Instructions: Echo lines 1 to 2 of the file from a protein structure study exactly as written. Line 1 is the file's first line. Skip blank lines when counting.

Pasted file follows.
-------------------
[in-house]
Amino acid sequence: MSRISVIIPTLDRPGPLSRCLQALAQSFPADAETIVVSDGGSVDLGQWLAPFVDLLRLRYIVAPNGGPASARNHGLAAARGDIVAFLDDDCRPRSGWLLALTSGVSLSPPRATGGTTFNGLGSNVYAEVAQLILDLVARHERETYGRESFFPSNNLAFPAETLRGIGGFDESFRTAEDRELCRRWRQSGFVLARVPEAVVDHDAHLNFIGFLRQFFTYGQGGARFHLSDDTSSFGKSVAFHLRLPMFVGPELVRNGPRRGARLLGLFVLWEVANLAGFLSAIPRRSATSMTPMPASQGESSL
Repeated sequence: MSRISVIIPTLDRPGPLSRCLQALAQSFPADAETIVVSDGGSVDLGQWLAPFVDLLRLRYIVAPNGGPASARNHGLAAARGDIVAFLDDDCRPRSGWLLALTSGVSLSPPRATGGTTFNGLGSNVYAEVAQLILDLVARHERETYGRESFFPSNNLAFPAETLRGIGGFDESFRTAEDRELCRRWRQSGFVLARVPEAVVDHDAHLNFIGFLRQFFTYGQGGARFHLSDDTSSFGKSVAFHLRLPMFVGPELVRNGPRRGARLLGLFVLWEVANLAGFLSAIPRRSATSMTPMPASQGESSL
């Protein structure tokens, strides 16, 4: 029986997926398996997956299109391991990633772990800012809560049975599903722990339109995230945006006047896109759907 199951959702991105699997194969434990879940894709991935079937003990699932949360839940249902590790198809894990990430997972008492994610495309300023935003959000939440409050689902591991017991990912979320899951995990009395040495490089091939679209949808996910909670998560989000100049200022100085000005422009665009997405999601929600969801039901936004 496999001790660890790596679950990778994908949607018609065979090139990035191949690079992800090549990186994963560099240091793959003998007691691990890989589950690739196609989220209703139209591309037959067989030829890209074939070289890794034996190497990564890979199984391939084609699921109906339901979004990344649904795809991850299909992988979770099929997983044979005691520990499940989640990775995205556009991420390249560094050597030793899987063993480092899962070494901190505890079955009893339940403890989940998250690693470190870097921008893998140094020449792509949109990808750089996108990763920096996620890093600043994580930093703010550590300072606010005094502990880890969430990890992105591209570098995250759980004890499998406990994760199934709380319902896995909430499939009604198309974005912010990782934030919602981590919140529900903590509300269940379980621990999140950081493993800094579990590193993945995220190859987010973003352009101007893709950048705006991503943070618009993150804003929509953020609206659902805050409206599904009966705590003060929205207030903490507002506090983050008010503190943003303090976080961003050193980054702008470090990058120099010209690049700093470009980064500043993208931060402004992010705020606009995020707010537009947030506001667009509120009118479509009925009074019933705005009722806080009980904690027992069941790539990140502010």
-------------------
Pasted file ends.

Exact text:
[in-house]
Amino acid sequence: MSRISVIIPTLDRPGPLSRCLQALAQSFPADAETIVVSDGGSVDLGQWLAPFVDLLRLRYIVAPNGGPASARNHGLAAARGDIVAFLDDDCRPRSGWLLALTSGVSLSPPRATGGTTFNGLGSNVYAEVAQLILDLVARHERETYGRESFFPSNNLAFPAETLRGIGGFDESFRTAEDRELCRRWRQSGFVLARVPEAVVDHDAHLNFIGFLRQFFTYGQGGARFHLSDDTSSFGKSVAFHLRLPMFVGPELVRNGPRRGARLLGLFVLWEVANLAGFLSAIPRRSATSMTPMPASQGESSL